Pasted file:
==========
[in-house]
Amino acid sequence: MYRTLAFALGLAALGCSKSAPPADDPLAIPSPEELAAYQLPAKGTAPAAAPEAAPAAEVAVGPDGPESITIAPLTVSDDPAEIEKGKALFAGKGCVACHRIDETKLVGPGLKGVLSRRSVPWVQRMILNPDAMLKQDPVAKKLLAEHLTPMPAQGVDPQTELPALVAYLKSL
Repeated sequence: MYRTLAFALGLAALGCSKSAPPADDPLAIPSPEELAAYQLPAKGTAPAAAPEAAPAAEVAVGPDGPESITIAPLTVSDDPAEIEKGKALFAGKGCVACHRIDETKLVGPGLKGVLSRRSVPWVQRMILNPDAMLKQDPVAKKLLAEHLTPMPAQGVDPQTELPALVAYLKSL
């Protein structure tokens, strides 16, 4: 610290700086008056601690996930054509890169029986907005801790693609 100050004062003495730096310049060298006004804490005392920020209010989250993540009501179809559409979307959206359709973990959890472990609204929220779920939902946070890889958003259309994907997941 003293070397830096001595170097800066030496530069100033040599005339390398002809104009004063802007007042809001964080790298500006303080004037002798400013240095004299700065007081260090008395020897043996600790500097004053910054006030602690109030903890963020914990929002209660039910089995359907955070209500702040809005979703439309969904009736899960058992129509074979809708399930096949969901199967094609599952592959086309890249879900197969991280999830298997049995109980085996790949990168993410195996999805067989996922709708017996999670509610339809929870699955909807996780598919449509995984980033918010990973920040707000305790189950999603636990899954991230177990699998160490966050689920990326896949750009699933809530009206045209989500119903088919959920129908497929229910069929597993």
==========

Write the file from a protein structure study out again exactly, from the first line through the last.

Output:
[in-house]
Amino acid sequence: MYRTLAFALGLAALGCSKSAPPADDPLAIPSPEELAAYQLPAKGTAPAAAPEAAPAAEVAVGPDGPESITIAPLTVSDDPAEIEKGKALFAGKGCVACHRIDETKLVGPGLKGVLSRRSVPWVQRMILNPDAMLKQDPVAKKLLAEHLTPMPAQGVDPQTELPALVAYLKSL
Repeated sequence: MYRTLAFALGLAALGCSKSAPPADDPLAIPSPEELAAYQLPAKGTAPAAAPEAAPAAEVAVGPDGPESITIAPLTVSDDPAEIEKGKALFAGKGCVACHRIDETKLVGPGLKGVLSRRSVPWVQRMILNPDAMLKQDPVAKKLLAEHLTPMPAQGVDPQTELPALVAYLKSL
């Protein structure tokens, strides 16, 4: 610290700086008056601690996930054509890169029986907005801790693609 100050004062003495730096310049060298006004804490005392920020209010989250993540009501179809559409979307959206359709973990959890472990609204929220779920939902946070890889958003259309994907997941 003293070397830096001595170097800066030496530069100033040599005339390398002809104009004063802007007042809001964080790298500006303080004037002798400013240095004299700065007081260090008395020897043996600790500097004053910054006030602690109030903890963020914990929002209660039910089995359907955070209500702040809005979703439309969904009736899960058992129509074979809708399930096949969901199967094609599952592959086309890249879900197969991280999830298997049995109980085996790949990168993410195996999805067989996922709708017996999670509610339809929870699955909807996780598919449509995984980033918010990973920040707000305790189950999603636990899954991230177990699998160490966050689920990326896949750009699933809530009206045209989500119903088919959920129908497929229910069929597993």